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Configure Frontend Authentication

Adding Local VCL Accounts

Local VCL accounts are contained within the VCL database. The admin account is a local VCL account. Additional local accounts can be added via the backend management node code. After you have finished the backend management node installation, run:

vcld -setup

  1. Select VCL Base Module
  2. Select Add Local VCL User Account
  3. Enter the requested information

Adding LDAP Authenciation

Prerequisites for your LDAP server:

  • SSL should be enabled on your LDAP server
  • An LDAP account that can look up a user's first and last names, user id, and email address (email address is optional) - this will be referred to as 'vcllookup' on this page. You can skip this step if anonymous binds are enabled on your LDAP server and an anonymous bind will be able to look up userids, names, and email addresses.
  • If your LDAP server is behind a firewall, you will need to allow your VCL web server to access tcp port 636 on your LDAP server

Prerequisites for your VCL web server:

  • php-ldap needs to be installed
  • If your LDAP server's SSL certificate is self-signed, your VCL web server needs to have the root CA certificate that was used to sign the LDAP server certificate installed. The PEM formatted certificate needs to be added to the ca-bundle.crt file. On CentOS, the file is located at /etc/pki/tls/certs/ca-bundle.crt. The hostname in the certificate must match the hostname entered in the conf.php file further down. If your certificate does not have the correct hostname in it, you can put an entry in /etc/hosts for the hostname in the certificate.
  • After adding the certificate, restart httpd:

    service httpd restart

  • You can verify that the certificate is properly installed using this command:

    openssl s_client -showcerts -CAfile /etc/pki/tls/certs/ca-bundle.crt -connect

    If you see "Verify return code: 0 (ok)" at the end of the output then it is installed correctly. If you see a different return code, then you'll need to troubleshoot the problem.
  • You may need to add a line to /etc/openldap/ldap.conf to point to the ca-bundle.crt file. If so, add the following:
    TLS_CACERT /etc/pki/tls/certs/ca-bundle.crt

Adding LDAP Authentication to the Web Code

  • You will need to manually add an entry to the affiliation table in the VCL database. Choose a name for the affiliation. This will be appended to all userids for the affiliation to distinguish them from other affiliations you may configure later. Do not use the Global affiliation for this. Initials or a short name of your organization are a good idea. The affiliation name cannot contain spaces. Use the following to add the affiliation, replacing 'EXAMPLE' with the name you chose. Take note of the id from the 2nd SQL statement as you will need it later. It is the numerical id for this affiliation.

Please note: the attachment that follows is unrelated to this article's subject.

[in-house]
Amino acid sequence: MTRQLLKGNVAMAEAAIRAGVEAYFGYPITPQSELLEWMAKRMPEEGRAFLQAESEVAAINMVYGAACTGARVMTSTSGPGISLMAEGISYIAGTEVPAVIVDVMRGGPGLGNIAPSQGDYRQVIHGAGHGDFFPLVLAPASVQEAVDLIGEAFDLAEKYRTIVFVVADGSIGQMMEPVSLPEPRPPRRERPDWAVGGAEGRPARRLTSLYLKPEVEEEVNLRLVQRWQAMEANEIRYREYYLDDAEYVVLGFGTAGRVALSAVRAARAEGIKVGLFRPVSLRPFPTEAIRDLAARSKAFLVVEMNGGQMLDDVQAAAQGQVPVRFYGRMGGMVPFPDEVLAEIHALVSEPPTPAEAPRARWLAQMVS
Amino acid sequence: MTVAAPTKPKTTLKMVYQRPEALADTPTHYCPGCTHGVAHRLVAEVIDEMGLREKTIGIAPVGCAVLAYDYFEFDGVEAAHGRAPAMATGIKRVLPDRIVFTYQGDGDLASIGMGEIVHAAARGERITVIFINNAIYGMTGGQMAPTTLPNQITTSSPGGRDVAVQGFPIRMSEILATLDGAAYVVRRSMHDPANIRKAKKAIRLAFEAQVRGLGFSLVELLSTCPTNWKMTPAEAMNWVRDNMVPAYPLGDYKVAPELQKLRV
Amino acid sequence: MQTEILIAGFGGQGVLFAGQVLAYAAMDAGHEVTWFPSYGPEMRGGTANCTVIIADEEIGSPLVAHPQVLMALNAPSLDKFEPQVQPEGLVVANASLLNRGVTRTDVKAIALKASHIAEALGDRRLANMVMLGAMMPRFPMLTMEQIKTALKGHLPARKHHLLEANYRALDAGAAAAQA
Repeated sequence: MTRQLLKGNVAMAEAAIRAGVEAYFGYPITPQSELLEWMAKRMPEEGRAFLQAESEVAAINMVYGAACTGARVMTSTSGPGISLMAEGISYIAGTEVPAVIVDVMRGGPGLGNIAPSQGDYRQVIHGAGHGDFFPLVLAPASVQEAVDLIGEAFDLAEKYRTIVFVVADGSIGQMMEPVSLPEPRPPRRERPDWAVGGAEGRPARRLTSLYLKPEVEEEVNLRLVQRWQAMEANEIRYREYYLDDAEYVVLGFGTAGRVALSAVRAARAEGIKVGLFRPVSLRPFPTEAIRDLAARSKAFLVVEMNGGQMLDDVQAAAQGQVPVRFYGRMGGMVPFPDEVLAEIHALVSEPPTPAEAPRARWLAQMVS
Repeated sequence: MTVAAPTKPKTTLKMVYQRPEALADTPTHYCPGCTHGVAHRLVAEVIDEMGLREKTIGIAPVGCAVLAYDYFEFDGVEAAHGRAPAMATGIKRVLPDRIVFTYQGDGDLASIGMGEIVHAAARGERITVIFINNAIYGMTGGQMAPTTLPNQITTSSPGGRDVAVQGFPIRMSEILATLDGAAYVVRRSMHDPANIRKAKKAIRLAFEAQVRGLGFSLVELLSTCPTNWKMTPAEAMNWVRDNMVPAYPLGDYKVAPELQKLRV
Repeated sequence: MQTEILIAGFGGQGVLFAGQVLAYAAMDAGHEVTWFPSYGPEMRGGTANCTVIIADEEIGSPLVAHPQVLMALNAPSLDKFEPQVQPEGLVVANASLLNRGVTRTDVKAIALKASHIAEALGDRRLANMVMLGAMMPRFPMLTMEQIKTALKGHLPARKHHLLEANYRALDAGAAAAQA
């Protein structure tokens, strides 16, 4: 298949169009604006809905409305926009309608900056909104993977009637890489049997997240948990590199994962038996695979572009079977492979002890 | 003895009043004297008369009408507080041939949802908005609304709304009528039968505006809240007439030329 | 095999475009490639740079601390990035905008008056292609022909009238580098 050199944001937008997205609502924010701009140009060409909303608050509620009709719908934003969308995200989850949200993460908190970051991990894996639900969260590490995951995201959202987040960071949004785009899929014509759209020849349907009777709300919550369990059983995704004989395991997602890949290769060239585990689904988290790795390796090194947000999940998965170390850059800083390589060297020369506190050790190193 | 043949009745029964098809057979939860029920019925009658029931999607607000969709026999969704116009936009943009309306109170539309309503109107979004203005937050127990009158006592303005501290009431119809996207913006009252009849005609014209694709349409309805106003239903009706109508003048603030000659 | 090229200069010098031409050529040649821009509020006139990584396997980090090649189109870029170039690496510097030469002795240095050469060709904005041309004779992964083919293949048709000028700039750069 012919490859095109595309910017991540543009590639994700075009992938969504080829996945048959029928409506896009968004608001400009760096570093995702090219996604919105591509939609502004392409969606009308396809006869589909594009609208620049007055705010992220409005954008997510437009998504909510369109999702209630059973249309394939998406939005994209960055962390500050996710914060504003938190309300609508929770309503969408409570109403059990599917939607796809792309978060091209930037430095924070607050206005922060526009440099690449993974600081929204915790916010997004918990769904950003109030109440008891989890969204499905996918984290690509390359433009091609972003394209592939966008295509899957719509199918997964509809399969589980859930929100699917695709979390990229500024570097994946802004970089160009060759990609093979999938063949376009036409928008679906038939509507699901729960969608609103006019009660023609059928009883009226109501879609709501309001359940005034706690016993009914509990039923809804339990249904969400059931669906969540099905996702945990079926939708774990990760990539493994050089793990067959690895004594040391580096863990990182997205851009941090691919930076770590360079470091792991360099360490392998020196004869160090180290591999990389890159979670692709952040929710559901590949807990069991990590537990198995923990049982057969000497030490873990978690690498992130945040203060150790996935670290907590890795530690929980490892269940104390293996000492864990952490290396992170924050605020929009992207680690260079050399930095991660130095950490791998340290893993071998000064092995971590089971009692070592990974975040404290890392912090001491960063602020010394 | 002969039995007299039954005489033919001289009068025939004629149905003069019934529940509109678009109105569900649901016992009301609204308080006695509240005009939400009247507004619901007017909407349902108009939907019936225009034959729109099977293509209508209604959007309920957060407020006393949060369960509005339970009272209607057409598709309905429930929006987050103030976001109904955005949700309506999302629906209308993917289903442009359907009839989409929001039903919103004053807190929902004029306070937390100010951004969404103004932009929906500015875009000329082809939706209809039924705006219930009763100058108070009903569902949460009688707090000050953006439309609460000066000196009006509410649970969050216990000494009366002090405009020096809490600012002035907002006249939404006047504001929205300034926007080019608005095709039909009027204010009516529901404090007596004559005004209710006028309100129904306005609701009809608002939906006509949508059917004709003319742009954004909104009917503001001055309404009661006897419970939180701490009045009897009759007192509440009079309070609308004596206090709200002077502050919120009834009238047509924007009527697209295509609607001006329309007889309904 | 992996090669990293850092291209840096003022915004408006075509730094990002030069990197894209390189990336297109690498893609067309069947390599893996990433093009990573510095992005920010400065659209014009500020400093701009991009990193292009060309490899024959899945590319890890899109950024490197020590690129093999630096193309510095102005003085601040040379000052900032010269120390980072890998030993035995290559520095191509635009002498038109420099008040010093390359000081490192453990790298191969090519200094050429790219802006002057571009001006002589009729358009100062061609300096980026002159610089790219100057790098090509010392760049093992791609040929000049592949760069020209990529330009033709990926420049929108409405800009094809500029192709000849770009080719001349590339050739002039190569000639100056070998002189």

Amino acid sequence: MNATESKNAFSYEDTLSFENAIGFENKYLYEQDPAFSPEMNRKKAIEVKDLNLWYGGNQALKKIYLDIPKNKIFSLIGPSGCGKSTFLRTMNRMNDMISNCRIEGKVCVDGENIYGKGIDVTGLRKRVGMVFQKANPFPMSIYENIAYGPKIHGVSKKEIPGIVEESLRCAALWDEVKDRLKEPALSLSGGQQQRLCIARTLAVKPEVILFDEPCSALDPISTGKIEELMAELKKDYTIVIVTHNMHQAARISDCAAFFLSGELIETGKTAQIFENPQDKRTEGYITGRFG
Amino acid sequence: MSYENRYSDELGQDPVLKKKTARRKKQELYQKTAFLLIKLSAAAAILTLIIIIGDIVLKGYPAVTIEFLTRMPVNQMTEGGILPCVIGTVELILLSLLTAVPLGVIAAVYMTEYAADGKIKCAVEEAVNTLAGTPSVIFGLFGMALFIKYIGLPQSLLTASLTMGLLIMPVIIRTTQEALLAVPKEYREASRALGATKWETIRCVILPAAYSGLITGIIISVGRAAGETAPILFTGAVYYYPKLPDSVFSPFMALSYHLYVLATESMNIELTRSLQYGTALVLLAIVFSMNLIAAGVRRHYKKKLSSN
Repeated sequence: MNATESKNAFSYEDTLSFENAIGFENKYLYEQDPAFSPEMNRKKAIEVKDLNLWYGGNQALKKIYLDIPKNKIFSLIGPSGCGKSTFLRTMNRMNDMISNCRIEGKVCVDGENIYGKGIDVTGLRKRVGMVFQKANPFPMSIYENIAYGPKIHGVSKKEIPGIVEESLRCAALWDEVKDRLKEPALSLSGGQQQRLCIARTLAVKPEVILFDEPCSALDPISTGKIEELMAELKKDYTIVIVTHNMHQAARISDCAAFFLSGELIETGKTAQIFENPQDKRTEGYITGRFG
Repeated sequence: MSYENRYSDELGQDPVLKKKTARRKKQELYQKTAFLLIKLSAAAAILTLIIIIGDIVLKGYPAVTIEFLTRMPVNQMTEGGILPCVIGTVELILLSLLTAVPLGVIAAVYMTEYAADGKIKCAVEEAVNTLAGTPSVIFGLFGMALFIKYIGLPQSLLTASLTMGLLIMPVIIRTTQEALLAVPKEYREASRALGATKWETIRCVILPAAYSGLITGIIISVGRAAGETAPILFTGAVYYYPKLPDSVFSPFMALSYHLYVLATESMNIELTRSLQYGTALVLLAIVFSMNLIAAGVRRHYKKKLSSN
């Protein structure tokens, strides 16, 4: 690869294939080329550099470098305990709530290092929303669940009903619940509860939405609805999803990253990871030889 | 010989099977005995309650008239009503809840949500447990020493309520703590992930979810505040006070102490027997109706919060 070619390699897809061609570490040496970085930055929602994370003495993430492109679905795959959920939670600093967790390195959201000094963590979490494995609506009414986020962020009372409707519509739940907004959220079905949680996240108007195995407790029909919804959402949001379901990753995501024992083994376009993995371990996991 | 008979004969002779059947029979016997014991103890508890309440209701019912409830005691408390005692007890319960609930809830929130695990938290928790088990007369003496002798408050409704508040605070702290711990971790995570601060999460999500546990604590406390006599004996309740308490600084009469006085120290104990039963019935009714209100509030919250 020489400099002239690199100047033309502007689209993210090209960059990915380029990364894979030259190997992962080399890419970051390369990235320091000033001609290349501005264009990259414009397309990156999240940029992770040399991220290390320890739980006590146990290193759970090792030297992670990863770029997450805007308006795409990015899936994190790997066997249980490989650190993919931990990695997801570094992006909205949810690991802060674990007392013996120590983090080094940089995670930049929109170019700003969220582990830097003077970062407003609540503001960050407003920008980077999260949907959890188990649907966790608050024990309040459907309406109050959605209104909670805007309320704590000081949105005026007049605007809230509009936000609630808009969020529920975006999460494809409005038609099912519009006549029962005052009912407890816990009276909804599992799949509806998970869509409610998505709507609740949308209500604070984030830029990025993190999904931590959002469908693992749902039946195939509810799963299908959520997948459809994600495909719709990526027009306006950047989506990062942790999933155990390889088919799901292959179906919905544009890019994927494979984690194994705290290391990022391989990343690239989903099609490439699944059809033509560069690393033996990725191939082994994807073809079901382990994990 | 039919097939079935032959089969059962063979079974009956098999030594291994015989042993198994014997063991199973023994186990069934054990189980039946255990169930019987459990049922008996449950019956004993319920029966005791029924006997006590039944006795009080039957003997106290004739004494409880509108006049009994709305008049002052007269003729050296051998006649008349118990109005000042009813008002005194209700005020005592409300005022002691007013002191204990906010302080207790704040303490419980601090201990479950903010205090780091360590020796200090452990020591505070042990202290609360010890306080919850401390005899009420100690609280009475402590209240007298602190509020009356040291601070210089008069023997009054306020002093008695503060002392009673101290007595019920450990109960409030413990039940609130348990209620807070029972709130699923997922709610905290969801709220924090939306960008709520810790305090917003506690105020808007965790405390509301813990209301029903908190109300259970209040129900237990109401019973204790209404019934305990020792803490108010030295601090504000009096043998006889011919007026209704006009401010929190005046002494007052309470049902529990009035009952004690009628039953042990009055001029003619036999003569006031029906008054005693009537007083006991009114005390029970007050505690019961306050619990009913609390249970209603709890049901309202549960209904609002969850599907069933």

mysql vcl

    INSERT INTO affiliation (name) VALUES ('EXAMPLE');

    SELECT id FROM affiliation WHERE name = 'EXAMPLE';


  • Edit conf.php and search for "EXAMPLE1 LDAP"
  • Uncomment the "EXAMPLE1 LDAP" section by removing the '/*' before it and the '*/' at the end of 'to use this login mechanism'
  • Change 'EXAMPLE1 LDAP' to something to match your location, for example at NCSU, it is 'NCSU LDAP'. This string is what users will see where they select the authentication mechanism to use when logging in.
  • Modify the following fields:
    • server - this is the hostname of your LDAP server - this must match the hostname in the certificate.
    • binddn - typically, you'll want to use the base DN of your LDAP server; for Active Directory, this is usually dc= for each of your domain name components. For example, your your domain name was, it would be "dc=ad,dc=example,dc=org"
    • userid - this is a string that is added to the userid a user enters on the login page. Place a '%s' where the entered userid should go. Some examples are:
      • uid=%s,ou=accounts,dc=example,dc=org'
    • unityid - this is the ldap field that contains a user's login id (for Active Directory, this is usually sAMAccountName)
    • firstname - this is the ldap field that contains a user's first name
    • lastname - this is the ldap field that contains a user's last name
    • email - this is the ldap field that contains a user's email address
    • defaultemail - if an email address is not provided by the ldap server, this will be appended to the end of the userid to create an email address. In this case, email notifications will be disabled by default.
    • masterlogin - this is the vcllookup account referred to in the "Prerequisites for your LDAP server" section - comment out this line if using anonymous binds
    • masterpwd - password for the masterlogin account - comment out this line if using anonymous binds
    • affiliationid - this is the id from the SELECT statement in the first step
    • lookupuserbeforeauth - Some LDAP servers will only allow the full DN of a user to be used when authenticating. If this is the case, you will need to set this to 1 and set a value for lookupuserfield. You can probably start out with this set to 0. If your LDAP server has users in multiple containers, you will probably need to set this to 1.
    • lookupuserfield - If you need to set lookupuserbeforeauth to 1, set this to the attribute to use to search for the user in ldap. Typical values are 'cn', 'uid', and 'samaccountname'.
    • help - this is some text that will show up on the page where users select the authentication method explaining why they would select this option
  • Uncomment the require_once line for ldapauth.php toward the bottom of the file
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